Cloud isn’t a technology; it’s a business model. Cloud computing is transforming IT and business alike. Because of this, many vendors now claim to be “as a service” or “cloud”. This series of posts explain exactly what cloud is, how you get it, and what it does.
Cloud computing is a new business model powered by new technologies. It’s an on-demand, self-service, “pay as you go” model for access to hosting infrastructure (networks, servers, storage, operating systems, applications, support, administration). Cloud providers deliver infrastructure, platforms and applications as a service.
With Cloud computing the business pays only for what it uses. Compared to traditional models, cloud can deliver five- to ten-fold improvements in costs and time to market (although 20% is more realistic). Pay-as-you-go eliminates over- and under-provisioning capacity. Over-provisioning wastes money. It also reduces funds available- for other investments. Under-provisioning increases time to value and can result in lost revenue as customer experience degrades. Automated capacity management is built into the cloud. Adding or removing infrastructure quickly in response to demand offers agility and cost effectiveness traditional IT cannot match. A cloud has five essential characteristics, three service models, and four deployment models. Each has its pros and cons. cloud can reduce the time, money, and the number of people it takes to build and deploy applications and related hosting infrastructure. Yet cloud is not always the right solution.
What You Need to Know
Five key feature characteristics define the cloud.
- On-demand self-service to infrastructure, platforms and applications delivered by a “pay-as-you-go” model based on usage.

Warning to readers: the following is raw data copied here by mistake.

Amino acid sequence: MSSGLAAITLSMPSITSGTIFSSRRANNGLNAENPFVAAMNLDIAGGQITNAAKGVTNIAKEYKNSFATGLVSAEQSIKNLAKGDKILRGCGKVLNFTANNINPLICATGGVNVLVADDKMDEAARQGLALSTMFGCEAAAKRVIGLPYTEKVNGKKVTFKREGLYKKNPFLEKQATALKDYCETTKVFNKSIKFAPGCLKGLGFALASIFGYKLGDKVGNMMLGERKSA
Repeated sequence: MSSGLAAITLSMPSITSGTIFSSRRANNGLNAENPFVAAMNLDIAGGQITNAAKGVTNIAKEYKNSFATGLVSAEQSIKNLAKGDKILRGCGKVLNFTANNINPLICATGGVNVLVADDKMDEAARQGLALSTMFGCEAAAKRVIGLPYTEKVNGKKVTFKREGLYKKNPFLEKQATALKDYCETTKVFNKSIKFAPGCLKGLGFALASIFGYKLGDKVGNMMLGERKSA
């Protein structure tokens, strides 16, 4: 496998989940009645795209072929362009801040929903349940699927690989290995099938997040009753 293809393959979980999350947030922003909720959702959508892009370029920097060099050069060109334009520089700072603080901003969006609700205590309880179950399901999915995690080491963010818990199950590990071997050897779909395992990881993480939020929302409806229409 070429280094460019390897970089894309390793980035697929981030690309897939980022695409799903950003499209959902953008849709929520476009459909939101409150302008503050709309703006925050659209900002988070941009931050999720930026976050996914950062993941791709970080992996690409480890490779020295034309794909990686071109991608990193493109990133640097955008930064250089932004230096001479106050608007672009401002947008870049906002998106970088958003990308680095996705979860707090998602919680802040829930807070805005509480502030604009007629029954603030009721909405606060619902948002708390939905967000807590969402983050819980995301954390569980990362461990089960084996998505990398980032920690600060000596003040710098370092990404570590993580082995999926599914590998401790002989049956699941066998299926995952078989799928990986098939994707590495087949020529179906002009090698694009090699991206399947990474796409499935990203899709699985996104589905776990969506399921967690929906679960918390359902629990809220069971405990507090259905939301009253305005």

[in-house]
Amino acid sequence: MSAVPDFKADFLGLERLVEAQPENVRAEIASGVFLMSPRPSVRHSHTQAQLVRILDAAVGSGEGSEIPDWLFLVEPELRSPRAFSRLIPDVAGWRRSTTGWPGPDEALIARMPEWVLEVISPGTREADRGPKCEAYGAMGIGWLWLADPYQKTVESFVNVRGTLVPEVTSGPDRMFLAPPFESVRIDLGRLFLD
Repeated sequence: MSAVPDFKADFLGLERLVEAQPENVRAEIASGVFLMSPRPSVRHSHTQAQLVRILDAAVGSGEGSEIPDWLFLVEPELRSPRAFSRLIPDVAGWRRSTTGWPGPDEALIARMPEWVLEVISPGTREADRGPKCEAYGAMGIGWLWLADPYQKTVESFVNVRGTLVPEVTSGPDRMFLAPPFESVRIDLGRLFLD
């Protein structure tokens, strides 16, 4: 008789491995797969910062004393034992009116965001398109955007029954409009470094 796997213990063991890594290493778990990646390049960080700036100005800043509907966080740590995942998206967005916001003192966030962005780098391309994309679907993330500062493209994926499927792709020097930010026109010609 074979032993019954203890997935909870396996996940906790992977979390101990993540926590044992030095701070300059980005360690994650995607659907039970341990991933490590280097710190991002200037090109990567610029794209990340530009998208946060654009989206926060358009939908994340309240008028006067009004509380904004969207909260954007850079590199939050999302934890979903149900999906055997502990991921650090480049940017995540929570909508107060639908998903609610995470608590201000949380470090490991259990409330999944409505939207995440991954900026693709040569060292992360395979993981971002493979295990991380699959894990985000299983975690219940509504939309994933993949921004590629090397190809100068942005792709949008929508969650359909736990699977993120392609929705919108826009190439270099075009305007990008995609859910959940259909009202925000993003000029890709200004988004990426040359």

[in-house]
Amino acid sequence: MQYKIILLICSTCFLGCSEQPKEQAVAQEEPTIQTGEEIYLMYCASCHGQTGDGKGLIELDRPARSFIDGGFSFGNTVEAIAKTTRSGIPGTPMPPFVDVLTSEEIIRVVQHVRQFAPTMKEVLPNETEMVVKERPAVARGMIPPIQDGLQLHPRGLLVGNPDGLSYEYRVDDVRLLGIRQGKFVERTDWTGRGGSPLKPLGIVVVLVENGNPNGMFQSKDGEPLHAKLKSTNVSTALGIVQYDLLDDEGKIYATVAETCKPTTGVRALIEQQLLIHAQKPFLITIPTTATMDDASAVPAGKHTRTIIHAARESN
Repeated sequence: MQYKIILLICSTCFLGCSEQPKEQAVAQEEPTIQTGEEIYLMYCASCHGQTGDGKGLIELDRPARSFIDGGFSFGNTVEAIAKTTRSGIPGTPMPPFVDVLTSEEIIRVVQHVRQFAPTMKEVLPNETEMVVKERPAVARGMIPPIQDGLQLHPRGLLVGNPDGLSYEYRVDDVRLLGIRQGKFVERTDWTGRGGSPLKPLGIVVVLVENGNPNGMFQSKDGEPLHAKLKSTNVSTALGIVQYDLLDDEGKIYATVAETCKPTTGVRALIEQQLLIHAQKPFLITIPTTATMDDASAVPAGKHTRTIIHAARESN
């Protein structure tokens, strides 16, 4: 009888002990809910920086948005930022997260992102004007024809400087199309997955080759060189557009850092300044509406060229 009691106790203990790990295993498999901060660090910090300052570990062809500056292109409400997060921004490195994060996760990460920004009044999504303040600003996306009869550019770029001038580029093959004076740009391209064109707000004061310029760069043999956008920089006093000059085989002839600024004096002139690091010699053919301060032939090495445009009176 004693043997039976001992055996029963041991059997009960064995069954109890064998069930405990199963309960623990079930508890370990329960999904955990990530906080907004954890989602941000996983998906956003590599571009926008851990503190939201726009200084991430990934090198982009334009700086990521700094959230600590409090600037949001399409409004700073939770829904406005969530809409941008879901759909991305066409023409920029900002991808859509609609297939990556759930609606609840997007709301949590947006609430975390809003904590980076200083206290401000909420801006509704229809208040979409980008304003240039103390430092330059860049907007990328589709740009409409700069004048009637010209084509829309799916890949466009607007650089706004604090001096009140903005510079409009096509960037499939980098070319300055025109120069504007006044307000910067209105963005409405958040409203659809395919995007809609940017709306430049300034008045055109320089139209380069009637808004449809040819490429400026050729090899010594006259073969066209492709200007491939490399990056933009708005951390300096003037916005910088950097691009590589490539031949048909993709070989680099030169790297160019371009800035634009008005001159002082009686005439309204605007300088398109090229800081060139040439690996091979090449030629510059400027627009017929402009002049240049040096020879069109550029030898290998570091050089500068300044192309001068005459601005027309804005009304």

- Broad access through mobile phones, tablets, laptops, and workstations.
- Resource pooling and automation to combine resources into managed services.
- Rapid elasticity that scales automatically and quickly with demand.
- Measured service with usage monitored, controlled, and reported.
Three cloud service models define decreasing levels of control.
- Infrastructure as a Service (IaaS) provides network, server, storage, and middleware that IT uses to deploy and run their own operating systems and applications. IT has control only over operating systems and applications. IT can configure storage and some network configurations. IaaS is used to create platforms for service and application development, test, and deployment.
- Platform as a Service (PaaS) provides application hosting and development tools. Developers create and deploy their applications into cloud infrastructures. Developers control only their applications and some operating system configurations. PaaS is used to create and deploy applications and services for users.
- Software as a Service (SaaS) provides pre-built applications, typically available via web browser. Consumers control only application configuration settings. SaaS is used to complete business tasks.
Four cloud deployment models describe cloud ownership and usage.
- Private Cloud: infrastructure dedicated to a single organization. The organization or a provider owns and operates it. It may be on- or off-premises.
- Community Cloud: infrastructure shared by a group of organizations with similar needs. One or more of the organizations or a provider owns and operates it. It may be on- or off-premises.
- Public Cloud: infrastructure for shared public use. It is owned, operated, and hosted by a service provider.
- Hybrid Cloud: combines services from two or more different cloud models.
In the next post I’ll talk about what you need to do in order to decide whether or not cloud is the right option for you and how to integrate it into your business model.